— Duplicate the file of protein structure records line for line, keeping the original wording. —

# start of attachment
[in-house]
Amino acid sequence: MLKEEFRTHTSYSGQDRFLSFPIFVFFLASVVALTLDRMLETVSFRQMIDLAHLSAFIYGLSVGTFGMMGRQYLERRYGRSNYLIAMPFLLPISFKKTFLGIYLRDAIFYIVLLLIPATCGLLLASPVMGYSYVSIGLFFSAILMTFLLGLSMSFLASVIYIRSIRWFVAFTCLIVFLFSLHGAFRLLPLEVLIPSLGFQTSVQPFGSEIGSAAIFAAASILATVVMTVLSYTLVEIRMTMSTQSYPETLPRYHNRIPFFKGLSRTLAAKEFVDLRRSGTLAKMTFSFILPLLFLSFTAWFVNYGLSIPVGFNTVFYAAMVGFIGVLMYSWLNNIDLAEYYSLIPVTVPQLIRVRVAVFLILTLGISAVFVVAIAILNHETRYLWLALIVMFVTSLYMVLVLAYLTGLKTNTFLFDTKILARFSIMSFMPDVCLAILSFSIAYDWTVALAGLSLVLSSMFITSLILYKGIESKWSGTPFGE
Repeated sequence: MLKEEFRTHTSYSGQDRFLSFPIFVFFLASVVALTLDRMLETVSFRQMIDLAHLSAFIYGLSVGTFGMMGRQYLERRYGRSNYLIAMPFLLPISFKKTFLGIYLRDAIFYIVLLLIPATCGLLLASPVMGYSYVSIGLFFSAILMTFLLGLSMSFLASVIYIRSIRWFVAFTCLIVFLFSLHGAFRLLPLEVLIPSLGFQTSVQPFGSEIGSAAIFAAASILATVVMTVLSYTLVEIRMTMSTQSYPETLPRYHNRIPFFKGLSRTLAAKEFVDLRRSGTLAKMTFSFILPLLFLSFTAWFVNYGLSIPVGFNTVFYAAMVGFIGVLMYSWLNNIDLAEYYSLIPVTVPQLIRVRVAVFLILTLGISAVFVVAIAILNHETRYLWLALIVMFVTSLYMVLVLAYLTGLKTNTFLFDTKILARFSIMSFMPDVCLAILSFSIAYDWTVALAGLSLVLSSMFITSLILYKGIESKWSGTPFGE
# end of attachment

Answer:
[in-house]
Amino acid sequence: MLKEEFRTHTSYSGQDRFLSFPIFVFFLASVVALTLDRMLETVSFRQMIDLAHLSAFIYGLSVGTFGMMGRQYLERRYGRSNYLIAMPFLLPISFKKTFLGIYLRDAIFYIVLLLIPATCGLLLASPVMGYSYVSIGLFFSAILMTFLLGLSMSFLASVIYIRSIRWFVAFTCLIVFLFSLHGAFRLLPLEVLIPSLGFQTSVQPFGSEIGSAAIFAAASILATVVMTVLSYTLVEIRMTMSTQSYPETLPRYHNRIPFFKGLSRTLAAKEFVDLRRSGTLAKMTFSFILPLLFLSFTAWFVNYGLSIPVGFNTVFYAAMVGFIGVLMYSWLNNIDLAEYYSLIPVTVPQLIRVRVAVFLILTLGISAVFVVAIAILNHETRYLWLALIVMFVTSLYMVLVLAYLTGLKTNTFLFDTKILARFSIMSFMPDVCLAILSFSIAYDWTVALAGLSLVLSSMFITSLILYKGIESKWSGTPFGE
Repeated sequence: MLKEEFRTHTSYSGQDRFLSFPIFVFFLASVVALTLDRMLETVSFRQMIDLAHLSAFIYGLSVGTFGMMGRQYLERRYGRSNYLIAMPFLLPISFKKTFLGIYLRDAIFYIVLLLIPATCGLLLASPVMGYSYVSIGLFFSAILMTFLLGLSMSFLASVIYIRSIRWFVAFTCLIVFLFSLHGAFRLLPLEVLIPSLGFQTSVQPFGSEIGSAAIFAAASILATVVMTVLSYTLVEIRMTMSTQSYPETLPRYHNRIPFFKGLSRTLAAKEFVDLRRSGTLAKMTFSFILPLLFLSFTAWFVNYGLSIPVGFNTVFYAAMVGFIGVLMYSWLNNIDLAEYYSLIPVTVPQLIRVRVAVFLILTLGISAVFVVAIAILNHETRYLWLALIVMFVTSLYMVLVLAYLTGLKTNTFLFDTKILARFSIMSFMPDVCLAILSFSIAYDWTVALAGLSLVLSSMFITSLILYKGIESKWSGTPFGE